Monday, December 28, 2009

And you thought I was crazy...

Hello my friends,

Well, it's happened. I've finally run across someone more nuts than moi. I've done a few stupid things in my time but I make a concerted effort not to risk my life for cheap thrills. (With the exception of that skydiving thing a while back.) I came across this video of a car stunt that caught my attention. I hope you enjoy it.

That's it. No spiritual lessons. No moral to the story. It is what it is. Tchau for today. I have to go take down a Christmas tree.

Loopy, but at least not doing loop-da-loops,

Friday, December 18, 2009

Anthropogenic Global Warming? Oh really?

Bom dia my twisted friends,

My taste in funny people is very eclectic. I like a lot of the old-time comedians like Danny Kaye, Milton Berle, Jack Benny, and George Gobel. And people like Flip Wilson, Red Skelton, Lucille Ball, and Carol Burnett never fail to make me laugh. The Bible says, "A merry heart doeth good like a medicine; but a broken spirit drieth the bones." Comedy, if well used, is both a powerful communication tool and a source of much joy and laughter.

Most of you are familiar with Dennis Miller. He had his own show on HBO for quite a while, and now he appears regularly on Bill O'Reilly's show on FOX. For me he falls into the same category as two other modern comedians that I like a lot; namely, Tim Allen and Robin Williams. All three are comedic geniuses. However, all three of them cheapen their craft by using filthy language and sexual humor in their standup shows. I refuse to watch them in those settings. However, if you put them into a show or a venue where they have to keep it clean all three have the ability to split your sides.

Anyway, I digress... what I started out to say is that I found a clip of Dennis Miller that you just have to see. He is discussing Global Warming and man's part in it. In light of the recent Copenhagen Conference I thought it appropriate to stick my oar in the water on this subject. Al Gore and his ilk believe religiously in anthropogenic global warming. Put simply that means that the world is heating up and it is all man's fault. Wikipedia, the online encyclopedia and caretaker of all truth that is truly true defines anthropogenic in this way: "Anthropogenic effects, processes or materials are those that are derived from human activities, as opposed to those occurring in biophysical environments without human influence."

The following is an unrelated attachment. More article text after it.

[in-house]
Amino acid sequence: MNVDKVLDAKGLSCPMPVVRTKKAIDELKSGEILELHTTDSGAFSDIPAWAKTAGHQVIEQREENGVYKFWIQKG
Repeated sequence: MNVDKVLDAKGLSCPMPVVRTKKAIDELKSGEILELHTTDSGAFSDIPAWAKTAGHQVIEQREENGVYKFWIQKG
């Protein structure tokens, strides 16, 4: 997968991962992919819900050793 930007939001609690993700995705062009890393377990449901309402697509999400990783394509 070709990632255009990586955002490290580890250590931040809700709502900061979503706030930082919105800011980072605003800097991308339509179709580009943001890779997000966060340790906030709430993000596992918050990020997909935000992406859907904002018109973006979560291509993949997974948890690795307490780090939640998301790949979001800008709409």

In this clip from FOX's "Half-Hour News Show" Dennis Miller takes on this premise and shows it for what it really is--utter stupidity.  Enjoy!

I know that some of you more politically correct yet painfully naive people might be disillusioned now that you know where I stand on so-called Global Warming. Sorry about that, but I calls 'em like I sees 'em, and I believe that 99.9% of the politically motivated global warming hysteria is total nonsense with little to no legitimate science to back it up. Earth's climatological changes can be tied directly to the sun's activities. Man's puny input is statistically insignificant.

Give yourself a thrill and do a Google search of "global cooling predictions" and just see what pops up. Poke around for a while and you'll be surprised how much reputable science there is on the other side of the debate. Meanwhile, our elected leaders run around trying to fix something that ain't broken and are willing to bankrupt the country to do it. That's what I call insanity!

Laughing all the way, (to keep from crying)

Saturday, December 5, 2009

So Where Do You Draw the Line?

Hello my equally demented amigos.

Recently one of my friends celebrated a birthday. On that occasion he remarked, "Yep. I've now crossed over from being just an old codger to officially being an old coot."

His remark started me thinking. Just where are the lines that determine what we should call people? Specifically, how do you know if a guy is a codger, a coot, a geezer, or just an ol' fart? Where are the lines of demarcation? At what age do you move from one to the other? These kind of questions keep me up at night.

At the front end of human existence it is somewhat easier to sort out. We are born and for the first little while we are referred to as "the baby" or "the infant," as in "Shut up and quit playing those bongo drums or you're going to wake up THE BABY!" That's the first stage. Babies just lay there doing nothing, looking like ugly little pink prunes for the first few weeks. Eventually they become "cuddlers." That's when they start to have some personality of their own and like to cuddle on your lap and play with your nose or rip off your glasses. The other name for them at this stage is "rug rats," as in, "Hey lady, your RUG RAT is chewing on my pants cuff again."